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  • Ohio RTC Adds Scott and Moore as Coaches

    Last week, Ohio RTC stalwart Kollin Moore announced his retirement from competition at the Senior level. We didn’t have to wait long until we found out his next step. Today, the Ohio RTC announced that Moore would remain with the clubs as a coach. Not only does the Ohio RTC retain Moore, but they have also added Coleman Scott as an RTC coach. 
    On the Senior level, Moore made it to Final X in 2022 and the finals of the Olympic Team Trials in 2021. In both instances, he fell to former Ohio State teammate Kyle Snyder. 
    At Ohio State, Moore captured three Big Ten titles and earned NCAA All-American honors each time he competed at the national tournament - topping out at 2nd in 2019. Moore was the favorite to capture an elusive national title in 2020 before the tournament was canceled at the outset of the COVID pandemic. 
    Scott comes to the Ohio RTC after spending a year at his alma mater, Oklahoma State. He was assumed to be the head coach-in-waiting for when John Smith decided to step down. That day came this spring and Oklahoma State ended up hiring David Taylor. 
    Before coming back to Stillwater, Scott spent eight years as the head coach at North Carolina. While at UNC, Scott led the Tar Heels to top-20 finishes at every NCAA Tournament between 2017 and 2023 - with each year building upon the previous finish. Additionally, Scott guided Austin O’Connor to a pair of undefeated NCAA title-winning seasons. 
    As an athlete, Scott earned NCAA All-American honors four times culminating in a first-period fall in the 2008 national finals for a championship in his senior season. Scott continued on the freestyle circuit and claimed a bronze medal at the 2012 Olympic Games. 
    The Ohio State collegiate program is coming off an eighth-place finish at the 2024 NCAA Championships in a year where they had six freshman national qualifiers. In addition to four returning All-Americans, the Buckeyes also have an incoming freshman class that was ranked fifth in the nation by InterMat. But wait, there’s more. The Buckeyes also have verbal commitments from two of the top-15 prospects from the Class of 2025. 

    Earl Smith -

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    2024 Olympian Blades to Wrestle for Iowa

    For the second consecutive week, the University of Iowa’s women’s team announced a massive addition. Last week it was 2023 World silver medalist Macey Kilty. Today, Clarissa Chun’s team has signed 2024 Olympian Kennedy Blades.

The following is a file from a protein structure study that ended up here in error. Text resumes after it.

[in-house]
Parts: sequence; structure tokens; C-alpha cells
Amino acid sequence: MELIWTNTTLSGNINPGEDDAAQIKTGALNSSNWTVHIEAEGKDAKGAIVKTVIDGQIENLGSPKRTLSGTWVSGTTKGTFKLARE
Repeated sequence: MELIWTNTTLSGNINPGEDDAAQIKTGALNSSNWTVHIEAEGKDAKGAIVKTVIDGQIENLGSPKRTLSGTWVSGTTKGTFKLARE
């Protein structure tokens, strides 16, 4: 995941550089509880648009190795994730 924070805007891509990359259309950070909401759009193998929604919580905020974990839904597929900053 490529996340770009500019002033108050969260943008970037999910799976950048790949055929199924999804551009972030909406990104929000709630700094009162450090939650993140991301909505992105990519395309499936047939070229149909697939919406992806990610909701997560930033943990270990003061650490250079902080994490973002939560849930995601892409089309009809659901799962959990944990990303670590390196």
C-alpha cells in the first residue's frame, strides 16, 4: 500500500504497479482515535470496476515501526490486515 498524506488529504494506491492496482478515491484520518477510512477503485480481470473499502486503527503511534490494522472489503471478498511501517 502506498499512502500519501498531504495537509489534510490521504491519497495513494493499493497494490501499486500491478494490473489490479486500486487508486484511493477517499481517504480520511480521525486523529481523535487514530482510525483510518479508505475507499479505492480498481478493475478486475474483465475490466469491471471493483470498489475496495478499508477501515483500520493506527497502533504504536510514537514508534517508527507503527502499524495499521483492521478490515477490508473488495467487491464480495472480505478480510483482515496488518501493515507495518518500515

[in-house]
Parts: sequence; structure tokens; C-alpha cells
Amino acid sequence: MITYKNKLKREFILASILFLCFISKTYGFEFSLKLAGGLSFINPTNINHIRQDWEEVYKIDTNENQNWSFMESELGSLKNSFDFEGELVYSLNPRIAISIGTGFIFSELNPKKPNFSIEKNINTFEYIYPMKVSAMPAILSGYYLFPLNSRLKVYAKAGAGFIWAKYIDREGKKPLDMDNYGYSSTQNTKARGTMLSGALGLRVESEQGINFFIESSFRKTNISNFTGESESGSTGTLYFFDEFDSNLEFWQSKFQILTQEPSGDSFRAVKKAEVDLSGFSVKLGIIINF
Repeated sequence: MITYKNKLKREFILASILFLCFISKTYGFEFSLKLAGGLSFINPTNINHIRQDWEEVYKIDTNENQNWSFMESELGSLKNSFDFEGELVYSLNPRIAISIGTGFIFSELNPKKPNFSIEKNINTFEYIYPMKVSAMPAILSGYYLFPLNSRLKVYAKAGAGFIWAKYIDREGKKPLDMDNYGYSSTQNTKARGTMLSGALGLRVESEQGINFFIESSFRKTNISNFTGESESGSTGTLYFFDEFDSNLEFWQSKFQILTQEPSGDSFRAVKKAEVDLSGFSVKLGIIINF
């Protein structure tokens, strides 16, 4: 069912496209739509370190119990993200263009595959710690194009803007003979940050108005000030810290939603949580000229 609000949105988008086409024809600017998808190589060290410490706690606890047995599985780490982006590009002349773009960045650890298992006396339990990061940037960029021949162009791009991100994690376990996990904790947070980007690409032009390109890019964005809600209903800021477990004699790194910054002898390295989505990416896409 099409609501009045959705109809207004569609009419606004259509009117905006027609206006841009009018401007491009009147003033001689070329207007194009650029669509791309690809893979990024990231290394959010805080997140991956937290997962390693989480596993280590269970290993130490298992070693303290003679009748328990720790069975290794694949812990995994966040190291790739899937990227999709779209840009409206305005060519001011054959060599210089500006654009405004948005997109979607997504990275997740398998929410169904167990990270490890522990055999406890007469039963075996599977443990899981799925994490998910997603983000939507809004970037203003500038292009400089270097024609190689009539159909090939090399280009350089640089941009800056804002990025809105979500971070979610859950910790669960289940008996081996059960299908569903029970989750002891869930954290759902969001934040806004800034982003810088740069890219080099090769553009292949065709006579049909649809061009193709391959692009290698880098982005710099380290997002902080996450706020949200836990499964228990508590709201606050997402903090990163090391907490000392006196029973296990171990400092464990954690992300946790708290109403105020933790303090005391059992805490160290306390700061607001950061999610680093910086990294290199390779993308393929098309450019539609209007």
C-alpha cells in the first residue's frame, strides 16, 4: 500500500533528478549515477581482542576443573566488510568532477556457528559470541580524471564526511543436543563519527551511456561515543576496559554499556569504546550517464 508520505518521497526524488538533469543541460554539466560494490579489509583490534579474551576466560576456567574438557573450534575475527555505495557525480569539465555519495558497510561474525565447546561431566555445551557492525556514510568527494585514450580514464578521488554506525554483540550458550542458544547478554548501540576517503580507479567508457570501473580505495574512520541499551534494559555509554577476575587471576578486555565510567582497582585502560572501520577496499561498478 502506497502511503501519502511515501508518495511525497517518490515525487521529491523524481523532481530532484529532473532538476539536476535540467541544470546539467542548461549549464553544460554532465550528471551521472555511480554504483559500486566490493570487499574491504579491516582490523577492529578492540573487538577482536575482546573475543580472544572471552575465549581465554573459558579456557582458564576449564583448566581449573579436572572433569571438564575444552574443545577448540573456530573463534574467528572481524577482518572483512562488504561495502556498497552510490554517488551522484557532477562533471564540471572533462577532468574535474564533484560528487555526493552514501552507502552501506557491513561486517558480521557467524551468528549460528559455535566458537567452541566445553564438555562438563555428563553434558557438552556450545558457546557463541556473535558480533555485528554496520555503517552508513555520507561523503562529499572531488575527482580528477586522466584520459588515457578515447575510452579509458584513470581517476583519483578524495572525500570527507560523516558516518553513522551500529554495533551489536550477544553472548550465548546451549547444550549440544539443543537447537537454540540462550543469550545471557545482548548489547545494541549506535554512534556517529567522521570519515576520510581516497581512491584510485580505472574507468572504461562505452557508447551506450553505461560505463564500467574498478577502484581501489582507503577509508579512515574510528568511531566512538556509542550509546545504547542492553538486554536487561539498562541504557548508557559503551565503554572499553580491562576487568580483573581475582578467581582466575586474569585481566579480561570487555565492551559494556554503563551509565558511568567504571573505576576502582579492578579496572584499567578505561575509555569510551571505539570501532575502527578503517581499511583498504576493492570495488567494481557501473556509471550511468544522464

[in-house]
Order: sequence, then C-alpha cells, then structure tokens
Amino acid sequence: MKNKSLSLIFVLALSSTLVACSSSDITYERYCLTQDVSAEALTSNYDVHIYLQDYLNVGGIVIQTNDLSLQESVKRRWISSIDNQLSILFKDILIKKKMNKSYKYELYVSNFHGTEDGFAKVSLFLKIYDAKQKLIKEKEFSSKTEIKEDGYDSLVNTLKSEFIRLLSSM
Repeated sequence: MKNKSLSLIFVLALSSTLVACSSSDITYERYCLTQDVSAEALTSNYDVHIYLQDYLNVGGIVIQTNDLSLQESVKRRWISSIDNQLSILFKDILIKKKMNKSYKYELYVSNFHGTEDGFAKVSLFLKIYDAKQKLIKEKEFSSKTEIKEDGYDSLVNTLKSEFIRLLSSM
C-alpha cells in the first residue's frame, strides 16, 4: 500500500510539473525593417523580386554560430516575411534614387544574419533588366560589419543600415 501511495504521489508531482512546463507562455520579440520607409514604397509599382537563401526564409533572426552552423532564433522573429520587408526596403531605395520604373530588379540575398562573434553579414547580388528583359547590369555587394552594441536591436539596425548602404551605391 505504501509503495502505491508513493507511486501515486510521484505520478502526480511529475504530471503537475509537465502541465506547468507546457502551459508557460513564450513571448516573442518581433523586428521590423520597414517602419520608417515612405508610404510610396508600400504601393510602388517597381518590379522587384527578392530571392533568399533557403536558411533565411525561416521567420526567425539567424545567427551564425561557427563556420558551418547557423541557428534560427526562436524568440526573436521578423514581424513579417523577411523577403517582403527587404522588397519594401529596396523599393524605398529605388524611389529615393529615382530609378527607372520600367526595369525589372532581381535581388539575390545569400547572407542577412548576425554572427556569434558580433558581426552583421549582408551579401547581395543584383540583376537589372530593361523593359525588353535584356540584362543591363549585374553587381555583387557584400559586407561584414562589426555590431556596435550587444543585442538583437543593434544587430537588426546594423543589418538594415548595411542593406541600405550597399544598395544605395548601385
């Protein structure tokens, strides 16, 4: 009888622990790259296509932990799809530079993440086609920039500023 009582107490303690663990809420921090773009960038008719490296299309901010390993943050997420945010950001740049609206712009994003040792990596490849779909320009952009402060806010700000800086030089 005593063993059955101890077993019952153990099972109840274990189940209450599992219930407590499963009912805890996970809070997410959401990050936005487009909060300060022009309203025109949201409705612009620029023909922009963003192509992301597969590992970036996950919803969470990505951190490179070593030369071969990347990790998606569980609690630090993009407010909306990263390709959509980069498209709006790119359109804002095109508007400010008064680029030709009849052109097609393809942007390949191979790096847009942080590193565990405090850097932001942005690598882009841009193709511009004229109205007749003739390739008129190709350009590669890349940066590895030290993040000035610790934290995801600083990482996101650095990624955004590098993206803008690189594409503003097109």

Blades earned her place on the 2024 Olympic Team by unseating the legendary Adeline Gray for the spot at 76 kg. She was able to defeat the 10x World/Olympic medalist in two straight matches, 11-6 and 8-3. 
    Though the upcoming Olympic Games represent Blades’ first Senior World-level event, she has plenty of international experience. Blades has made world teams at the Cadet, Junior/U20, and U23 levels. Along the way, she won a gold medal at the 2021 Junior World Championships. Two years later, she returned and captured a bronze medal. Also in 2023, Blades was a silver medalist at the U23 World Championships. 
    Blades and Kilty join an Iowa team that won an NCWWC national title in 2024, their first year of attached competition. 
    The Hawkeyes captured all three national titles between 143 lbs and 170 lbs in 2024 - which is presumably where Blades would compete for Iowa. 
    Blades has primarily trained at Arizona State with the Sunkist Kids but is originally from Chicago, Illinois, so a move to Iowa is much closer to home. 

    Earl Smith -

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    2024 Olympic Preview: 65 kg Men's Freestyle

    It’s late July which means the 2024 Olympic Games are right around the corner. Over the next two weeks, InterMat will bring you individual weight class previews for each of the 18 weights contested at the Olympic Games. 
    The 2024 version has already been slightly different from years past. Earlier in the summer, United World Wrestling announced a list of wrestlers from Belarus and Russia who would not be permitted to compete due to their support of the war with Ukraine. After this decision, Russia decided to withdraw all of its entries for wrestling. That led to replacements being named earlier this month. 
    With all of the moving parts, and a field that wasn’t confirmed until later in the game, previewing the action had to take a back seat since we weren’t sure who would actually be in Paris. 
    UWW has recently published entry lists for each of the three styles, so we are good to go.